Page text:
Tim Gowers just announced that the Tricki – a wikipedia of tricks and tips for proving mathematical results – is up and running (it has been visible but un-editable for a few days). It features articles from various prominent people, including Terry Tao. After a quick glance it looks pretty awesome and has the potential to become even awesome-er.

The newest AMS Headlines and Deadlines announces a new AMS graduate student math blog, managed by Frank Morgan, AMS vice-president. They already have posts ranging from finding an advisor to advice on organizing a reading seminar.

Over at Ars Mathematics Walt points out two articles that blaim mathematicians and physicists for the fall of Wall Street. His conclusion is that mathematics is dangerous when it falls into the wrong hands. I think the problems is more that mathematics is dangerous when it falls into stupid and greedy hands!

I’m reading the book Prime Obsession, by John Derbyshire, which tries to explain the Riemann Hypothesis to non-mathematicians. I got the book early in my undergraduate but never got around to reading it and then came across it in my book shelf the other day. I’m about half-way through and it has been a delightful read. Derbyshire manages to explain a lot of difficult mathematics without getting too technical and I would recommend the book to anyone starting an undergraduate in mathematics.

When I turned page 268 I was a bit surprised to see Derbyshire’s notation for the quotient rings \mathbb{Z}/n \mathbb{Z}; he uses \mathbb{CLOCK}_n. The reason for his choice is that arithmetic modulo n is just like adding numbers (or positions) on a (analog) clock. Let’s work this out for n = 12. We begin by replacing the 12 on our clock by {0}. Then we can start adding things. Say it’s 11 and we’re starting to drive home from work which will take 2 hours (damn commute). What will the time be when we arrive at our doorstep (late for dinner)? Well it’s 1 of course, 11 + 2 = 1 on the clock face. This is exactly the same as addition modulo 12.

In my last post I talked about using MatLab to help with teaching multivariable calculus at Reykjavik University. Well, what happened was that Mathworks, the makers of MatLab, were dragging their feet in getting us the Symbolic Toolbox for MatLab (needed for defining and working with variables); so we decided to switch to some other computer algebra system. The open-source SAGE came out on top from the choices we had. I’ve been working with it for two weeks now and I can honestly say that it is friggin’ awesome! Here are a few good reasons to try it out:

  1. It’s free.
  2. It can be run locally on a Mac, PC or Linux; or through the SAGE website: They give you a free account and you can access your computations from anywhere. Has anyone tried it on their iPhone?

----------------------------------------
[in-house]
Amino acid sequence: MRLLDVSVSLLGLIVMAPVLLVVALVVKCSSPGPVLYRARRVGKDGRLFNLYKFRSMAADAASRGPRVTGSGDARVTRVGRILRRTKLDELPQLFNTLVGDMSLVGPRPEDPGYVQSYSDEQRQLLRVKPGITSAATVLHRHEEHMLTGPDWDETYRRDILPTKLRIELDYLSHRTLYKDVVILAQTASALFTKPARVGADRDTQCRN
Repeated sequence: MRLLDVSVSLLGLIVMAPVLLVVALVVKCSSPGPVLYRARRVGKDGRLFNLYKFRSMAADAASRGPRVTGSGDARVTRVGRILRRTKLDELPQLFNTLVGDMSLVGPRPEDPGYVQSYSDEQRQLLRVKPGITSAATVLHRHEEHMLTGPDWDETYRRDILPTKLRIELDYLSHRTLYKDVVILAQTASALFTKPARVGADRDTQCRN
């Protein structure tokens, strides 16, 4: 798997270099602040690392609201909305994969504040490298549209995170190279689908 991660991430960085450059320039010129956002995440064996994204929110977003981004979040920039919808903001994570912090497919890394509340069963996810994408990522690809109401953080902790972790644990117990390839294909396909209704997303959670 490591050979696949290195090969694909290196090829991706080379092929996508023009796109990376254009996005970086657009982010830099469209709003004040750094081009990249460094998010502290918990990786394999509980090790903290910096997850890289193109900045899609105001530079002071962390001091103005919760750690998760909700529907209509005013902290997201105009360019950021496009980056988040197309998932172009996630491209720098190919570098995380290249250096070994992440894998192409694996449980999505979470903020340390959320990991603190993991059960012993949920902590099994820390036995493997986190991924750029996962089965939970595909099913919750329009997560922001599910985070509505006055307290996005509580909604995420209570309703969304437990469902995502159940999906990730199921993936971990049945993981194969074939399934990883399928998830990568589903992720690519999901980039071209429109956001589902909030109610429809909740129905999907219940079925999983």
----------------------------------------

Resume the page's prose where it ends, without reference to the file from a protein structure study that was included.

3. It combines the power of many open-source math packages like Maxima, R, Singular, etc. and can interface with programs such as MatLab, Mathematica, etc.
  4. It is built on Python which makes coding really nice and simple.
  5. It is actively developed and growing fast.

Give it a spin!

I’m teaching a course on multivariable calculus at Reykjavik University, in Iceland, with a slight twist. The students turn in four problem sets over the semester, each one containing four problems. Most of the problems utilize MatLab for either vizualization or for the solution. Here’s an example.

Problem. Part A. Given a function of two variables x,y write a MatLab function that can make a rudimentary test for local maxima, minima and saddle points in the following way: The input should be a function f, a point P_0 = (x_0,y_0), a real number \epsilon > 0, and a natural number n \geq 1. What the MatLab function should do is randomly select n points P_1, P_2, \dots, P_n on a circle (in the xy-plane) of radius \epsilon and center P_0; calculate the directional derivatives along the vectors \vec{P_0P_n}. The output should be:

  1. “The function has a local maximum at P_0.” if all the directional derivatives are negative.
  2. “The function has a local minimum at P_0.” if all the directional derivatives are positive.
  3. “The function has a saddle point at P_0.” if the directional derivatives are both positve and negative.

Part B. Give an example of a function with the property that: It accurately detects a local maximum or minimum at a point P_0 for \epsilon < 1 but fails to detect it if $\epsilon > 1$.

I haven’t assigned this problem yet but am very excited to see the results. I think this problem should give the students a good feeling for what local maxima, minima and saddle points “look like”.

You know you’ve been asked “what’s math research good for?”  I’m talking about at that party that wasn’t full of other math grad students.  You know, right after, “you do new mathematics?  I thought it was all finished!”

I’ve made a stab at writing an answer to this for the general public, and I’d love input from other mathematicians.  Do you think I’m right?  So what is it good for?